November 19th 2017: Ian Jones

Ian Jones-November 17John 4:43-54: Jesus heals the Nobleman’s Son

We remember those in the Bible we hear a lot about – Abraham, Sarah, Ruth, yet we may forget about those we hear least about, like Elkanah and Malon. What about the nobleman here in John’s gospel? He is only mentioned in John’s gospel.

Jesus had been in Judea and left for Galilee, ‘he left Judea and departed again for Galilee.’ (John 4:3). There was growing opposition from the Pharisees. Jesus, however, didn’t take the normal route around Samaria but went through Samaria because He needed to meet with the woman at the well (John 4). Jesus spent two days here before He left (John 4:43).

Jesus went to Cana, Galilee (John 4:46). John reminds us this was the place whChrere Jesus turned water into wine at the wedding. This marked His great Galilean ministry, which lasted over 16 months. Matthew, Mark and Luke record this but John only records the feeding of the 5,000 and the healing of the nobleman’s son.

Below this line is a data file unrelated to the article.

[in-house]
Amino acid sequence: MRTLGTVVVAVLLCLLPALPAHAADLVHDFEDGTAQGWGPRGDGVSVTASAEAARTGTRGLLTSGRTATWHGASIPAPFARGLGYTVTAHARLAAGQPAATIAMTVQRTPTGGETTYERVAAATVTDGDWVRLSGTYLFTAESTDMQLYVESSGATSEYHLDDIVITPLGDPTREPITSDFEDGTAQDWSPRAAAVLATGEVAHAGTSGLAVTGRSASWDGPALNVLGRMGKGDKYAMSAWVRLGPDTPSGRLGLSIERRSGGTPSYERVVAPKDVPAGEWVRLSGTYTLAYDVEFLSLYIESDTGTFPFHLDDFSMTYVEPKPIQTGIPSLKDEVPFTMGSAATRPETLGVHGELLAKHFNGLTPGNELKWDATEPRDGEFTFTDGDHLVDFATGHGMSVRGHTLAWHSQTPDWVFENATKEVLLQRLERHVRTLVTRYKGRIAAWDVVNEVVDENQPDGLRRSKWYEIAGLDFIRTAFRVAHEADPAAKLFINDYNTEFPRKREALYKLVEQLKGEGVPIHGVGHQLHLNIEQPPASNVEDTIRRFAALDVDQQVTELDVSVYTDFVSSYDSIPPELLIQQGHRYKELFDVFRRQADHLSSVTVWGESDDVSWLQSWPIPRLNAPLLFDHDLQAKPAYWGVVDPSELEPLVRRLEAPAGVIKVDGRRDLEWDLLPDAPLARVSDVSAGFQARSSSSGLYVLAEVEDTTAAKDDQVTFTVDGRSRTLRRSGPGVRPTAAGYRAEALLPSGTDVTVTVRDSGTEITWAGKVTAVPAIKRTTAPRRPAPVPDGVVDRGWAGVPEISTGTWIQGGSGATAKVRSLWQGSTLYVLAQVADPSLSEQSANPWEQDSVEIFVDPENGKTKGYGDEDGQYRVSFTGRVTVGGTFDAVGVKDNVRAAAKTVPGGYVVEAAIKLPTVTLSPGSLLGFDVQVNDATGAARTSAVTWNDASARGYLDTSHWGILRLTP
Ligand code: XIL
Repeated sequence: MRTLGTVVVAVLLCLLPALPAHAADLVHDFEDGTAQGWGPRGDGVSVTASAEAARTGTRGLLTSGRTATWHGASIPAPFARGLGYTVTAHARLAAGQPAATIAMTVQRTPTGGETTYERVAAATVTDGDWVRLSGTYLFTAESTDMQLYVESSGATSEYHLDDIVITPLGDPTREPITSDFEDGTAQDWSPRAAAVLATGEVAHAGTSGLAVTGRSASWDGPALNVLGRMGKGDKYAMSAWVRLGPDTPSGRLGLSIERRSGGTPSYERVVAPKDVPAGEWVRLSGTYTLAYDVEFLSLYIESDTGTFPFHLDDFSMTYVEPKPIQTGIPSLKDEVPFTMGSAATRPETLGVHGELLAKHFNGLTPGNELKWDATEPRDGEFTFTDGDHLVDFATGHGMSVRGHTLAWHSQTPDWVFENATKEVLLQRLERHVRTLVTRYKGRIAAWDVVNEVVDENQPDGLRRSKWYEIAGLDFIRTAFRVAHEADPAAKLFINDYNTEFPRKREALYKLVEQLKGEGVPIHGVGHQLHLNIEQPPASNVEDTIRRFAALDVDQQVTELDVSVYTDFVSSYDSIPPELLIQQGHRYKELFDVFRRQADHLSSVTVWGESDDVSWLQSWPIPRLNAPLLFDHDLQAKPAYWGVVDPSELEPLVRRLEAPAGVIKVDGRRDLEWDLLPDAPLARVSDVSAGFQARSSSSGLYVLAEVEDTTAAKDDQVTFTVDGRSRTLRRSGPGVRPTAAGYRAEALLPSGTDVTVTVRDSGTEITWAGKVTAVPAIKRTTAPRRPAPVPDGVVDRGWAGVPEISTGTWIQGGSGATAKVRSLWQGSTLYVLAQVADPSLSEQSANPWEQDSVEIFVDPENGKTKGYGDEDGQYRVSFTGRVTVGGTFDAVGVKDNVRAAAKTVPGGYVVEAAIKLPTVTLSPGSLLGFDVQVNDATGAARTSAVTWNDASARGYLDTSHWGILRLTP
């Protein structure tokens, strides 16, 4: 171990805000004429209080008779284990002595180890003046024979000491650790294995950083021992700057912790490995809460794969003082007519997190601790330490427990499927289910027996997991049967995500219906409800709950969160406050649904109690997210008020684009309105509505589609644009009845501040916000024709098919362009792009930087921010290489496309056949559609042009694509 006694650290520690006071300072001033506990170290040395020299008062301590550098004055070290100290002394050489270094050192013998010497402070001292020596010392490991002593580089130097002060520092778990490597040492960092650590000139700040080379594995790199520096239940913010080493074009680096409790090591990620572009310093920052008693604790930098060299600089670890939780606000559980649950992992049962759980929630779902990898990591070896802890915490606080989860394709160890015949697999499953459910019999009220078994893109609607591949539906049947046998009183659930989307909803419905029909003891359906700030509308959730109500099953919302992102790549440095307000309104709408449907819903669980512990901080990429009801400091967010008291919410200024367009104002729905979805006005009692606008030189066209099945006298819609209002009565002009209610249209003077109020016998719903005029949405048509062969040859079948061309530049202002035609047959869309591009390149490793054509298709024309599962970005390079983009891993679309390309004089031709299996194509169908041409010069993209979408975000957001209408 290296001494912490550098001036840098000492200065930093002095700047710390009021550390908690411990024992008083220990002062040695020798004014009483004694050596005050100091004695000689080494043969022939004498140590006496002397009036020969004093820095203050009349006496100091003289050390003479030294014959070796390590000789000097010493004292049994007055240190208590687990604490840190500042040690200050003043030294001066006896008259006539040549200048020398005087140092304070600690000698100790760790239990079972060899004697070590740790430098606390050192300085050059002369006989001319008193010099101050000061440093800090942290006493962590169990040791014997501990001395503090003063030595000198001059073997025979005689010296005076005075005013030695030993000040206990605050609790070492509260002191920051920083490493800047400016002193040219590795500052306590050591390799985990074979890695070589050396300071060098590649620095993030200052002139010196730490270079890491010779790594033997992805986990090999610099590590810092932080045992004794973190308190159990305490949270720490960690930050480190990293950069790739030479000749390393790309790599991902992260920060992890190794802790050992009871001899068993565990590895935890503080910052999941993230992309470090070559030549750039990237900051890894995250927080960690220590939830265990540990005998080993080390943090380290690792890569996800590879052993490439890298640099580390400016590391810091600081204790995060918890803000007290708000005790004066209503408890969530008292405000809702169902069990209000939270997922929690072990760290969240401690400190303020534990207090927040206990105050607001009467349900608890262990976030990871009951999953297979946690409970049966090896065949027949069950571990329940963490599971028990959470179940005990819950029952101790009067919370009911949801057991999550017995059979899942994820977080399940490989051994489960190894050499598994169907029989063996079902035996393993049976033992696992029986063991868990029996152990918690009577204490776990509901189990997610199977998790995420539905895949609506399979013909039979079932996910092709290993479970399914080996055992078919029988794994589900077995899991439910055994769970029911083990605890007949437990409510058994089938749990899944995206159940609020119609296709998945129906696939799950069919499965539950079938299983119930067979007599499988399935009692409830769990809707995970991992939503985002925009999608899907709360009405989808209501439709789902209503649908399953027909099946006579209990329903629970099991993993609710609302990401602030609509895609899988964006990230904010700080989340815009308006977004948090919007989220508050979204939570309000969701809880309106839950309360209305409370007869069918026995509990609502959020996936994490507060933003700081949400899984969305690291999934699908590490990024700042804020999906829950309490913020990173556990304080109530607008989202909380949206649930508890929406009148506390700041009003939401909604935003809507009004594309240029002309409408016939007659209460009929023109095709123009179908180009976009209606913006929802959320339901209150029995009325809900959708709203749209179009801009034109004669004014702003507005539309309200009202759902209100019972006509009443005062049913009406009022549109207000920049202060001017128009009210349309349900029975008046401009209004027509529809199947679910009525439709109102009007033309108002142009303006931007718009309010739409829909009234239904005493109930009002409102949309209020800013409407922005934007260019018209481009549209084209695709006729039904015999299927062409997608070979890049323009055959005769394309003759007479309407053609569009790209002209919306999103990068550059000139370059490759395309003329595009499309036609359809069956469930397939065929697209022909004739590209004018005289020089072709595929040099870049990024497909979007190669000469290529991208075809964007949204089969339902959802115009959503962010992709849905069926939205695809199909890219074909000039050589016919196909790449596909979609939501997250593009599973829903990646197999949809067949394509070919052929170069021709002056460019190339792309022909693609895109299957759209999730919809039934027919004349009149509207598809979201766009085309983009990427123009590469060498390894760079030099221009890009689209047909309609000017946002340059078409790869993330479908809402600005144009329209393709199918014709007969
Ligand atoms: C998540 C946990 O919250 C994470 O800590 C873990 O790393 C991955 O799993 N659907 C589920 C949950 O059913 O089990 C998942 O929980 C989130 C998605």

Who is this nobleman? He was called a nobleman because he served in the king’s palace. He has a son in Capernaum who was very sick. We expect a man of his position to have sought the very best medical help. However, his son’s sickness got gradually worse. He heard that Jesus was in Galilee and went to implore Him to heal his son, ‘When this man heard that Jesus had come from Judea to Galilee, he went to Him and asked Him to come down and heal his son, for he was at the point of death.’ (John 4:47).

Straight away we have an important lesson. Why do so few people have no need of Christ? Why do so few read the Bible? If people have no need of Christ then hearing about Him will have no effect on their lives. If the nobleman didn’t have a sick son, he would have no interest in seeing Jesus. This is the way God works in his life. Hearing Jesus had come out of Judea into Galilee, perhaps the nobleman had heard reports of Jesus turning water into wine, or other reports of Jesus’ healing ministry. This gave him the reason to come to the Lord Jesus Christ.